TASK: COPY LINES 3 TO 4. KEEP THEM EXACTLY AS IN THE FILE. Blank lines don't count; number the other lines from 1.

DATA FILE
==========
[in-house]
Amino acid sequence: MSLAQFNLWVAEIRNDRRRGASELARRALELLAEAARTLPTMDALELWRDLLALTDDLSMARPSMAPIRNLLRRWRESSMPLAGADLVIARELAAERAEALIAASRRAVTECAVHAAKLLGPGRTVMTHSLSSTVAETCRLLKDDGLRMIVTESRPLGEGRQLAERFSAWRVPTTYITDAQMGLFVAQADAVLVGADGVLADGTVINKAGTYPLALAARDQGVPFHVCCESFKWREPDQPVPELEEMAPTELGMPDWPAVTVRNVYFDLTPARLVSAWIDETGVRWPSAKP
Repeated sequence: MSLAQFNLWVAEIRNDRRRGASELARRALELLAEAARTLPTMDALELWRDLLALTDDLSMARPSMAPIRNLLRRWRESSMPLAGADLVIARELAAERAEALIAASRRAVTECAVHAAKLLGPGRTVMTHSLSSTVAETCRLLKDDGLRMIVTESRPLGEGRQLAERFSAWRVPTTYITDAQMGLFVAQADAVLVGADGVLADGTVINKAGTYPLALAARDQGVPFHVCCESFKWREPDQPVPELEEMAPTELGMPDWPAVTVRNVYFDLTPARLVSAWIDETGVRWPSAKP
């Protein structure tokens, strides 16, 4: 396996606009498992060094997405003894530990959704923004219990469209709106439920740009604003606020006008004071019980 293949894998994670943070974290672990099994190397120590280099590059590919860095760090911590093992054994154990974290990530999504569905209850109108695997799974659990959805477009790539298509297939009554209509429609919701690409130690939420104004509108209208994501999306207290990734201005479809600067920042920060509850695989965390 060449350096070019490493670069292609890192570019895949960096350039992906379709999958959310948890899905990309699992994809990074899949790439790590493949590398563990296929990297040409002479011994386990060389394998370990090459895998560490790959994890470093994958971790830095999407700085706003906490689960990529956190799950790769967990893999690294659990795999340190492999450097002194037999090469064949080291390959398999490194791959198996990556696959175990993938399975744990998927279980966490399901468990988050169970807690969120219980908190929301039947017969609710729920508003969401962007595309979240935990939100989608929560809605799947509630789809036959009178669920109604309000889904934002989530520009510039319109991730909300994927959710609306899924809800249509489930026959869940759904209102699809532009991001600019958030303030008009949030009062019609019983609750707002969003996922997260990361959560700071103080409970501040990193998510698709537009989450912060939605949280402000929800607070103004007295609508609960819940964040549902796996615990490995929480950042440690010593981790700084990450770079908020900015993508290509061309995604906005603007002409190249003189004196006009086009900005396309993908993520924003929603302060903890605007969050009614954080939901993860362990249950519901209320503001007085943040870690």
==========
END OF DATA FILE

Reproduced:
Repeated sequence: MSLAQFNLWVAEIRNDRRRGASELARRALELLAEAARTLPTMDALELWRDLLALTDDLSMARPSMAPIRNLLRRWRESSMPLAGADLVIARELAAERAEALIAASRRAVTECAVHAAKLLGPGRTVMTHSLSSTVAETCRLLKDDGLRMIVTESRPLGEGRQLAERFSAWRVPTTYITDAQMGLFVAQADAVLVGADGVLADGTVINKAGTYPLALAARDQGVPFHVCCESFKWREPDQPVPELEEMAPTELGMPDWPAVTVRNVYFDLTPARLVSAWIDETGVRWPSAKP
């Protein structure tokens, strides 16, 4: 396996606009498992060094997405003894530990959704923004219990469209709106439920740009604003606020006008004071019980 293949894998994670943070974290672990099994190397120590280099590059590919860095760090911590093992054994154990974290990530999504569905209850109108695997799974659990959805477009790539298509297939009554209509429609919701690409130690939420104004509108209208994501999306207290990734201005479809600067920042920060509850695989965390 060449350096070019490493670069292609890192570019895949960096350039992906379709999958959310948890899905990309699992994809990074899949790439790590493949590398563990296929990297040409002479011994386990060389394998370990090459895998560490790959994890470093994958971790830095999407700085706003906490689960990529956190799950790769967990893999690294659990795999340190492999450097002194037999090469064949080291390959398999490194791959198996990556696959175990993938399975744990998927279980966490399901468990988050169970807690969120219980908190929301039947017969609710729920508003969401962007595309979240935990939100989608929560809605799947509630789809036959009178669920109604309000889904934002989530520009510039319109991730909300994927959710609306899924809800249509489930026959869940759904209102699809532009991001600019958030303030008009949030009062019609019983609750707002969003996922997260990361959560700071103080409970501040990193998510698709537009989450912060939605949280402000929800607070103004007295609508609960819940964040549902796996615990490995929480950042440690010593981790700084990450770079908020900015993508290509061309995604906005603007002409190249003189004196006009086009900005396309993908993520924003929603302060903890605007969050009614954080939901993860362990249950519901209320503001007085943040870690």